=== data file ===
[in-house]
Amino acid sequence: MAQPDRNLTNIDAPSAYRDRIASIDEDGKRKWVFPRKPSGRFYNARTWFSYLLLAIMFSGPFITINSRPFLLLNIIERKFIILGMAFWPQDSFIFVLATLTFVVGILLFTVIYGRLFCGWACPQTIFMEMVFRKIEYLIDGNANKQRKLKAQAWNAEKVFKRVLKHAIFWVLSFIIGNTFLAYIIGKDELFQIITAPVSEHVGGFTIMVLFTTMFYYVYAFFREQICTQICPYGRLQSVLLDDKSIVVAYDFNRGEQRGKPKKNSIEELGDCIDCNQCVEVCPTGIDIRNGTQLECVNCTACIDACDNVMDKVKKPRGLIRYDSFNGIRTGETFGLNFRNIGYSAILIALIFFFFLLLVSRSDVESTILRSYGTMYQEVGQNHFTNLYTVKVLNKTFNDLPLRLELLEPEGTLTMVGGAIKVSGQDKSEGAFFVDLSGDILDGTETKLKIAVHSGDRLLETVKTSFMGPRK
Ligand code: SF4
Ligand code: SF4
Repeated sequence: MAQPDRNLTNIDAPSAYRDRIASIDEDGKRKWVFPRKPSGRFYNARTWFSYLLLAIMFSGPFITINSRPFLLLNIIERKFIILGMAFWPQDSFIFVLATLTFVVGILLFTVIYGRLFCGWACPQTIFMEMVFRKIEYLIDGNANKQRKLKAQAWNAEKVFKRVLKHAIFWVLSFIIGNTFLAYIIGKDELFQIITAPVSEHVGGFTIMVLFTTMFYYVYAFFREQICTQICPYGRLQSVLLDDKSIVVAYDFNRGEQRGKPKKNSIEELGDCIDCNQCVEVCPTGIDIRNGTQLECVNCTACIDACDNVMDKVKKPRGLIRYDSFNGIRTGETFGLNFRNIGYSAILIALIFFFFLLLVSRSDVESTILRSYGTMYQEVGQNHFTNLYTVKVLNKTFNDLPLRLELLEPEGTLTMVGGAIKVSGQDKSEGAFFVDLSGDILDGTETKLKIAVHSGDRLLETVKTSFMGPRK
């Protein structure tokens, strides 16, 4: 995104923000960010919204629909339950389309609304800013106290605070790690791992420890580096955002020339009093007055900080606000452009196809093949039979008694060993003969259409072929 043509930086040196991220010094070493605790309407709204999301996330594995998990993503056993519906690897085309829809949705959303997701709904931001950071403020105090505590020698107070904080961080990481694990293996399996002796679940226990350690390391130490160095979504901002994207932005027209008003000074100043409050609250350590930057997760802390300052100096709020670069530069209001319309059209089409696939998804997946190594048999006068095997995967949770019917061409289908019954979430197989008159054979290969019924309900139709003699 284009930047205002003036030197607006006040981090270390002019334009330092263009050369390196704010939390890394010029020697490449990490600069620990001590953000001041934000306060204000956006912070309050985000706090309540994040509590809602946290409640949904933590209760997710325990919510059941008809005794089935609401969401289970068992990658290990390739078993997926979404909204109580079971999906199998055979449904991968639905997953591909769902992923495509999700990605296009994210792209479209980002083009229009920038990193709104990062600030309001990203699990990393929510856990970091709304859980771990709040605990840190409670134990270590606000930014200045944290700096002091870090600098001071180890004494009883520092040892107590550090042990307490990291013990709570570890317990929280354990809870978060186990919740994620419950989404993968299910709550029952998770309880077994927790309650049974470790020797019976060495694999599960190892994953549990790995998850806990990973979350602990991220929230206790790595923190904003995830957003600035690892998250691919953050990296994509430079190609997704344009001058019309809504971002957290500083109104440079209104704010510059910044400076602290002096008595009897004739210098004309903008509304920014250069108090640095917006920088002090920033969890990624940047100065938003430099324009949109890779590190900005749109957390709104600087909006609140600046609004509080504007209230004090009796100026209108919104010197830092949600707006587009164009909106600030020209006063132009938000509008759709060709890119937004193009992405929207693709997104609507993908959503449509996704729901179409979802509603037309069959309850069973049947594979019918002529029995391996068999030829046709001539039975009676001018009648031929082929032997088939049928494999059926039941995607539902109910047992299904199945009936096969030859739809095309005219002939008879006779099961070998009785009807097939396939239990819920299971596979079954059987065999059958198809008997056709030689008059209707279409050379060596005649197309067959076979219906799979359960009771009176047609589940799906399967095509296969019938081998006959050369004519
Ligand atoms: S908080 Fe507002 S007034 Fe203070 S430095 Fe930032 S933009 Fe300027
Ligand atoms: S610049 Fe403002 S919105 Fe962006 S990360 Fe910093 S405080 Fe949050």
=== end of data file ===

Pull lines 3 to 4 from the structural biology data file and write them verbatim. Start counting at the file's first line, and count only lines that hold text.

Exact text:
Ligand code: SF4
Ligand code: SF4